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Connick aims for the best of both worlds

(ran GB edition)

Chasing dual careers can be tricky business, but Harry Connick Jr. isn't worried. Juggling music and movie roles has become second nature to him. His visibility has been boosted as never before, and he'll be the last to complain.

Currently he's being seen on movie screens in the box office smash Independence Day, playing a fighter pilot who tries to destroy an alien spaceship. He's also high on the Billboard charts with Star Turtle. It's a loosely woven concept album about an alien who stops in New Orleans and soaks up the many funk, blues and Creole sounds of the city.

Dealing with aliens is a coincidence in the two art forms, says Connick, but it's no coincidence that he loves to balance movie acting and musical performance without getting swamped by either.

"I'm not stretched thin. Not really. The two careers are pretty unrelated," says Connick, who first rose to fame through the When Harry Met Sally soundtrack in 1988, when he became a chic new king of swing.

"I think acting helps my (music) career, because a lot of people watch movies. And there's plenty of time to do both. . . . I don't think I'd do more than I can handle. Sometimes the schedule gets kind of rough, but I like that. And it's not like that all of the time.

"I love acting. It's great fun and a great challenge," adds Connick, who's now making a new film, Excess Baggage, with Alicia Silverstone and Christopher Walken. "I play a car salesman. It's pretty cool. He's sort of a collegiate guy who's involved with the wrong crowd."

Music is still what he's best known for, admits the Grammy-winning Connick. Music is where most of his training lies _ and it's a training acquired in New Orleans. His mother was a judge there, and his father was the city's district attorney, but Connick's studies entailed bird-dogging around the clubs and listening to great pianists, from James Booker (his favorite) to Professor Longhair. It built a love of performance that guides him to this day.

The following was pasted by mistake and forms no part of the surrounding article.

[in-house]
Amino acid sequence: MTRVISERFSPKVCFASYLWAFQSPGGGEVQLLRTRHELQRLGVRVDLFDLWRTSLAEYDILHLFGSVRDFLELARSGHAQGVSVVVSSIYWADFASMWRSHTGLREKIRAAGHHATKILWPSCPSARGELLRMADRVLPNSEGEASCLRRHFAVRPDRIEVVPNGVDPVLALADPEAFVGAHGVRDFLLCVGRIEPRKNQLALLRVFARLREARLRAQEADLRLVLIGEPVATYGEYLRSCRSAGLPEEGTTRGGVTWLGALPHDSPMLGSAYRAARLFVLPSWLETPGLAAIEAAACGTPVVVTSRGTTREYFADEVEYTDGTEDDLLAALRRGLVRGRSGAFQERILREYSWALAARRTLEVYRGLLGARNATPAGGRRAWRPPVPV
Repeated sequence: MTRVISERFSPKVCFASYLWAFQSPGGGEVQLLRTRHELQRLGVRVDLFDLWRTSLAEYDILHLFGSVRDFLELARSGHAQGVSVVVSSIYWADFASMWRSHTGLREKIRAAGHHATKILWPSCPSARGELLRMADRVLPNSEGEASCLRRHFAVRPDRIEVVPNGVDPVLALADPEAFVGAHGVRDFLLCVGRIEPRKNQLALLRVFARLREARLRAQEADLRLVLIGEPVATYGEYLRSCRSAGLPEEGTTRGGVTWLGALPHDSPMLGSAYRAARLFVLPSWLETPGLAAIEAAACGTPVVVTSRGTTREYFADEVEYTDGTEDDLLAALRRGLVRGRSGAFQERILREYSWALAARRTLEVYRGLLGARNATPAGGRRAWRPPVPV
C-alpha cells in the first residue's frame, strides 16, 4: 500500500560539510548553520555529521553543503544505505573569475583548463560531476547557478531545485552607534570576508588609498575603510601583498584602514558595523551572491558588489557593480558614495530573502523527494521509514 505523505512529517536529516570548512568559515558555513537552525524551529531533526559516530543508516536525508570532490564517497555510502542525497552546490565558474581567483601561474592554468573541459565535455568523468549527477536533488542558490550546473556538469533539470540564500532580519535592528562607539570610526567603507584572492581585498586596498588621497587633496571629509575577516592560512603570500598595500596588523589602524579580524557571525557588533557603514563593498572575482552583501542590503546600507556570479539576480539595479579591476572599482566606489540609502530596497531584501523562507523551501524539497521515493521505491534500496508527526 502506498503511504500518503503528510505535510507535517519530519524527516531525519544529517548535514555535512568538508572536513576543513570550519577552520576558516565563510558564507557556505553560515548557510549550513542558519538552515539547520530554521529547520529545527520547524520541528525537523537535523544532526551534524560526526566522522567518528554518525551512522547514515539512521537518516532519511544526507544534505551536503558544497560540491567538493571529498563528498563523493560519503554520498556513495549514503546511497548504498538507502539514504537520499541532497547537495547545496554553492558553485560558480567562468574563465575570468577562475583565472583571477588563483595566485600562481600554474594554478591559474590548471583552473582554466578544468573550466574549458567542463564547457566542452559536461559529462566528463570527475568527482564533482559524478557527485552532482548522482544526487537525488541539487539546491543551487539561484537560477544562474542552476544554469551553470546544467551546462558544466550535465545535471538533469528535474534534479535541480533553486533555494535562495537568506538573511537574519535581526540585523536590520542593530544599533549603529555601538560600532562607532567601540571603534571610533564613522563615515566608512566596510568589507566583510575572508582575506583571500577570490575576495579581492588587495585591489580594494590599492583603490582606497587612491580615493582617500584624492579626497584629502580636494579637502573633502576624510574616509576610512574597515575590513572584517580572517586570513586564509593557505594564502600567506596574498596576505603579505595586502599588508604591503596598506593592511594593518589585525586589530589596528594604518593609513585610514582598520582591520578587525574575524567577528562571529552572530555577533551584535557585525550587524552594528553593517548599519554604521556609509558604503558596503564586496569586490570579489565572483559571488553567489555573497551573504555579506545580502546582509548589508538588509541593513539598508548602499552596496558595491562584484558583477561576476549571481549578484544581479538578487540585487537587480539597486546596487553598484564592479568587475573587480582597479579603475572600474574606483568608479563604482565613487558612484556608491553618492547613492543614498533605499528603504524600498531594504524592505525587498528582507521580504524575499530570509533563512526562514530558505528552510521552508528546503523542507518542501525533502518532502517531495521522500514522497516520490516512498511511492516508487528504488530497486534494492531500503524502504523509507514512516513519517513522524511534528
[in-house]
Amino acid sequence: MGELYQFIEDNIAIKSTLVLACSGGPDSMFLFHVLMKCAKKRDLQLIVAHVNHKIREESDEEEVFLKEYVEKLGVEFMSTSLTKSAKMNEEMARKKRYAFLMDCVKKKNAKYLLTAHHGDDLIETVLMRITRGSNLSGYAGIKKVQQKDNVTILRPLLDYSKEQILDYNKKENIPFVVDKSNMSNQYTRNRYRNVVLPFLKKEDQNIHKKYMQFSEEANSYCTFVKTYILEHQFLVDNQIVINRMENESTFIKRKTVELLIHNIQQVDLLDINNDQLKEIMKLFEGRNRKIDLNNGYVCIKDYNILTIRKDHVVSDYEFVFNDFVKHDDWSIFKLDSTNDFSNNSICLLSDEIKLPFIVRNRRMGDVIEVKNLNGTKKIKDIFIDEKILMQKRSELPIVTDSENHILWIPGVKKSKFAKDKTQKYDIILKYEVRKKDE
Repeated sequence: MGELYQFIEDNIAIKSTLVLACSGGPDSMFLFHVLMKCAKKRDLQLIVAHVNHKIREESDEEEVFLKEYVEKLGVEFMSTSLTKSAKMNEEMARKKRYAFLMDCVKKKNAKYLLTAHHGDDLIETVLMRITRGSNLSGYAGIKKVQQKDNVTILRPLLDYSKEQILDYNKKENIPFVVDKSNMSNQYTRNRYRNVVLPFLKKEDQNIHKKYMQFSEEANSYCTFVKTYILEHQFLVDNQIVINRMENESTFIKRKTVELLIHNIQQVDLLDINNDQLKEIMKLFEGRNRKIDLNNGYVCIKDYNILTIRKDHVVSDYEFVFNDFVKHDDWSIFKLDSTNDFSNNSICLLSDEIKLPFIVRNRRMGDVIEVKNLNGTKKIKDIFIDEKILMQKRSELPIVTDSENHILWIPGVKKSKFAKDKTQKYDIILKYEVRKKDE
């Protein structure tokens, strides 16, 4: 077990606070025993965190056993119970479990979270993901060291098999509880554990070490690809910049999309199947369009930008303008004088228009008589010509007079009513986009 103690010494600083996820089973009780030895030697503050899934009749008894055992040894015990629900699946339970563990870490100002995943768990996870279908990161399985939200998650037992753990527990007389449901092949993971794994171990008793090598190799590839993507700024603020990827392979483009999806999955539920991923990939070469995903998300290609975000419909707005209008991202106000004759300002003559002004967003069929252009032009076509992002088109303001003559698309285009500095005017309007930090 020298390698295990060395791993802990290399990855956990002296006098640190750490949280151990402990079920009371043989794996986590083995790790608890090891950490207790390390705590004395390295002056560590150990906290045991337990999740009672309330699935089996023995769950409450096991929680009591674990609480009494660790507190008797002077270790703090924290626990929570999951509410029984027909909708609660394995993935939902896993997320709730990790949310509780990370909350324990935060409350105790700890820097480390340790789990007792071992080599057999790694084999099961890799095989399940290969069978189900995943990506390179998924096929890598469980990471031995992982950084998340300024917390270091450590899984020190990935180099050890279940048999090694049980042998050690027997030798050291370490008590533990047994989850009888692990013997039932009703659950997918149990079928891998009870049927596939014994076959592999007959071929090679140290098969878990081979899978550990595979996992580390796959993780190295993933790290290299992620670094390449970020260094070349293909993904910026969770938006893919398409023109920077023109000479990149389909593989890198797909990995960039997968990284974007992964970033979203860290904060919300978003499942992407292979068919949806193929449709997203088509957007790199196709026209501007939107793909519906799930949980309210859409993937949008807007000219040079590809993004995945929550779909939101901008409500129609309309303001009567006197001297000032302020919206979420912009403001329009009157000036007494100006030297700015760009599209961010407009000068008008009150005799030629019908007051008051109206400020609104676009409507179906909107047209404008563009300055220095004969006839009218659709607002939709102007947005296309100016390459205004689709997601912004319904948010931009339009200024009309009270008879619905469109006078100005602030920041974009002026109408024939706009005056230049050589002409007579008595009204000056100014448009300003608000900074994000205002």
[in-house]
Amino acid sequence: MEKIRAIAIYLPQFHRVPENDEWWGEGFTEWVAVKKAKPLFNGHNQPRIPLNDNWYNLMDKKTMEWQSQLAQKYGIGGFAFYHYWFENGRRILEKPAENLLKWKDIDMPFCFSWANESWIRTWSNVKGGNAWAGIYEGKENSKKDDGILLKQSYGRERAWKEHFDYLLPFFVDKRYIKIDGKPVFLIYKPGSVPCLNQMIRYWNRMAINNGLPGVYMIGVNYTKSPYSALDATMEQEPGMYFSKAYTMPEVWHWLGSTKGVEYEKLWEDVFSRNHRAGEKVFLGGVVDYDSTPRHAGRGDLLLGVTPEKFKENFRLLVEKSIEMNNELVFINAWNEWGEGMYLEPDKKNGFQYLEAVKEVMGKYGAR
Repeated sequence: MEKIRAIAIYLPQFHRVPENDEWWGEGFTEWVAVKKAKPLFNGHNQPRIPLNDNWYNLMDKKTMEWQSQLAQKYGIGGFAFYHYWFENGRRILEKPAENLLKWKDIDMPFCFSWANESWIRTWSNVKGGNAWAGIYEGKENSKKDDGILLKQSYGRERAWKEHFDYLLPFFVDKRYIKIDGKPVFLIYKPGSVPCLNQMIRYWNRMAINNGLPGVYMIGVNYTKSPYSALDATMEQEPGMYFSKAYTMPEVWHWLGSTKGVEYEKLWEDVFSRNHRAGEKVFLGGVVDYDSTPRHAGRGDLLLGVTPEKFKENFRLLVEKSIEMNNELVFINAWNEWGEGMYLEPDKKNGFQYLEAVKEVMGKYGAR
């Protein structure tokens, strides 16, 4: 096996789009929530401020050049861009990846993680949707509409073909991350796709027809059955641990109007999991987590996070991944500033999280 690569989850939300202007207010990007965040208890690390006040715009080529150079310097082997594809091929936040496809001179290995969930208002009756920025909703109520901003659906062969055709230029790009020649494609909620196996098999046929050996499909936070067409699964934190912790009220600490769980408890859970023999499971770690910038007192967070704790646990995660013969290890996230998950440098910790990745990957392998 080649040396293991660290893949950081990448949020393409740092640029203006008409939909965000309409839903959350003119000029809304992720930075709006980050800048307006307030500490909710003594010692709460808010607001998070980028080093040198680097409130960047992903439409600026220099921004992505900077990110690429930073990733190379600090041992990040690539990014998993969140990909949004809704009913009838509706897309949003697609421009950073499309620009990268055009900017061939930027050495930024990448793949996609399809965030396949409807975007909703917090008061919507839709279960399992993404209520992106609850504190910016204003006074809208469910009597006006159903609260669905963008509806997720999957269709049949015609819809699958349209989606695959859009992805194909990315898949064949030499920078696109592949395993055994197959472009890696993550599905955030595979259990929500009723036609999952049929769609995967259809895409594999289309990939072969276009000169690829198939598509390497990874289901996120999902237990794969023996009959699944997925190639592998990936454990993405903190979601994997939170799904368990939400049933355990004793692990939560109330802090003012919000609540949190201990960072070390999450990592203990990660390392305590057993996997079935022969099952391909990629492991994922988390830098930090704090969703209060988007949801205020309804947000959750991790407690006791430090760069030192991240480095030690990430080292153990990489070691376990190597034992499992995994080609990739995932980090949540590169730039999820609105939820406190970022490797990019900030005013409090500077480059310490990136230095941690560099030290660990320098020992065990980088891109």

"I love the stage, man," says Connick, now 28. "You put me in a club, or you put me in front of a hundred thousand people _ I love it all. I love to perform. . . . I started when I was 5 years old."

Connick has made Sinatra-influenced, adult-jazz albums, but lately his interests have taken him to New Orleans funk and soul.

"I think a lot more people dig my music now, because it's a lot easier to understand. I mean, it's not brain surgery. It's music. And if people don't dig it, that's okay. I'm going to record more jazz and big band music in the future, but I'm just having a good time now," he says.

The new Star Turtle album is Connick's wildest ride yet. It follows a "reptilian rocketeer" who lands in New Orleans and is swept through a world of rocking shuffles (Reason To Believe), horn-driven funk (How Do Ya'll Know), Little Feat-like rock (Nobody Like You to Me), string-laden ballads (City Beneath the Sea), wah-wah pedal rock (Booze Hound) and enough exuberant percussion to make you feel that Bourbon Street is alive and well in the grooves.

The new album also has some experimental touches, such as mixing a B-flat guitar line into a song in A minor. That happens in Booze Hound, which is rather delirious to start with. "I was just trying to find some way in our Western tonal system to describe alcoholism. The conflict (in the two keys) is what it's all about," he says.

"Fortunately, I think most of the people who dig what I do accept the fact that I'm going to change things up _ and they come with me on the ride," says Connick.

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